Critterland might not be a concept album, but it probably used to be a commune, and one day it could be the alternative entire country and continent that Harry Smith prophesied and Greill Marcus named “the old weird America.” Willi himself describes the denizens of this place from a post on the socials six years ago: “Clowns, drag-queens, punks, weirdos, trad-masters, overeducated floozies, wobbly-grandpa-music lovers, I love you, and can't wait to meet you. I can't wait to see you. I can't wait to work with you. I can't wait until we are all old friends.” The title track opens the album and was the first single released and encapsulates this narrative universe of the concept album, old time music commune, and alternative country. It’s a singalong and a manifesto, and while it may not be utopia, it’s a place I’d rather live than the everyday mundane dystopia that occupies too much of our worlds today.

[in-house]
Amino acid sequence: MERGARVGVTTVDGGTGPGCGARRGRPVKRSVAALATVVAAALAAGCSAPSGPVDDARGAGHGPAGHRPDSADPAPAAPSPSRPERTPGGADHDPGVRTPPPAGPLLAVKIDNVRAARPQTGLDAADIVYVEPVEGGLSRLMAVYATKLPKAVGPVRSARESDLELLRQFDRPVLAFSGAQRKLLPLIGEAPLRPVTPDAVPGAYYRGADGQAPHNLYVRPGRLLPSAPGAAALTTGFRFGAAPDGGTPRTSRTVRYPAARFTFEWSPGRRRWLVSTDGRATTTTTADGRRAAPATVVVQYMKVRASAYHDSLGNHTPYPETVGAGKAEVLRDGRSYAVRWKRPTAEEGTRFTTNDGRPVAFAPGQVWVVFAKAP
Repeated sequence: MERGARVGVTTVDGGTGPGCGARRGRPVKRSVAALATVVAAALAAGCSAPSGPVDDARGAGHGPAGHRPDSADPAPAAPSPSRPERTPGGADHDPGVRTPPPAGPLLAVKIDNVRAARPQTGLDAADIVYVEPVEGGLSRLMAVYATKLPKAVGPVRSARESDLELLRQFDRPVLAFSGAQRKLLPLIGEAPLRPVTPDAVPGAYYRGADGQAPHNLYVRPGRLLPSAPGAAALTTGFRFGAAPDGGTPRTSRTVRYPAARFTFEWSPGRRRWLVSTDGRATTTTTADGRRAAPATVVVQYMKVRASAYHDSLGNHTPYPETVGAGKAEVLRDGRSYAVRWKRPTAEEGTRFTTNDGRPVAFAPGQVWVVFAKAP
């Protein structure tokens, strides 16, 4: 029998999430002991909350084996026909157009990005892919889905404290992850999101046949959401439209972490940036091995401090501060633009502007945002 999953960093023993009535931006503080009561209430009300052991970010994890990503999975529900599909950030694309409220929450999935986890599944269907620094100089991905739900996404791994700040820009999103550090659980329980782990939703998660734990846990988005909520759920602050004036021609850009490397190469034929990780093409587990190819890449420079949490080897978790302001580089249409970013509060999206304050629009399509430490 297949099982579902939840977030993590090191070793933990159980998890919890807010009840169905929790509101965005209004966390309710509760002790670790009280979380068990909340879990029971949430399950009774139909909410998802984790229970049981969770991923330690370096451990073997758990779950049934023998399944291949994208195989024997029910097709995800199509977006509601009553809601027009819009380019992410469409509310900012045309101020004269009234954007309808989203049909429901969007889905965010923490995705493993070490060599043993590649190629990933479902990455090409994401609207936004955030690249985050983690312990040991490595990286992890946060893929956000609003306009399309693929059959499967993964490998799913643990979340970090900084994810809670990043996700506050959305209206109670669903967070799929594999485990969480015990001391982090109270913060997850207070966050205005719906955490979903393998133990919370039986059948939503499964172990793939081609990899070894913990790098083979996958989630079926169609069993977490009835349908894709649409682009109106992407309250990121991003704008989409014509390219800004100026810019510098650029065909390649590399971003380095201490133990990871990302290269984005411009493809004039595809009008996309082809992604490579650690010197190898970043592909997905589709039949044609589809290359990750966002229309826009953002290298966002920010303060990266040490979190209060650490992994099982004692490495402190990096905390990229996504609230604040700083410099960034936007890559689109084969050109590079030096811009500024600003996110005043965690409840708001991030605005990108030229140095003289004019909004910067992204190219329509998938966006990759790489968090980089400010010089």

Even as a seasoned adult with too many t-shirts and receipts, from trying to create our beloved community and finding oneself on the wrong-end of repression and fear, I cling to redemptive hope and joy more than ever before. Like all great mystics and poets before him, Willi Carlisle creates that world by inhabiting the paradox with profound musical and cultural integrity and an unleashed imagination of abundant love. So I don’t know about any of y’all, but I am going to Critterland. Maybe I’ll see you there? Andrew/Sunfrog 1/25/2024

Saturday, January 13, 2024

Hot Sauce (TOTR 464)


-originally aired on WTTU 88.5 FM The Nest on Saturday, January 13, 2024

Black Artists in Country Music for MLK Weekend 2024

Deford Bailey - Davidson County Blues

Miko Marks & The Resurrectors - Water to Wine

Carl Ray - Hallelujah I'm Ready

Ray Charles - Take These Chains From My Heart

Charley Pride - Kiss an Angel Good Mornin'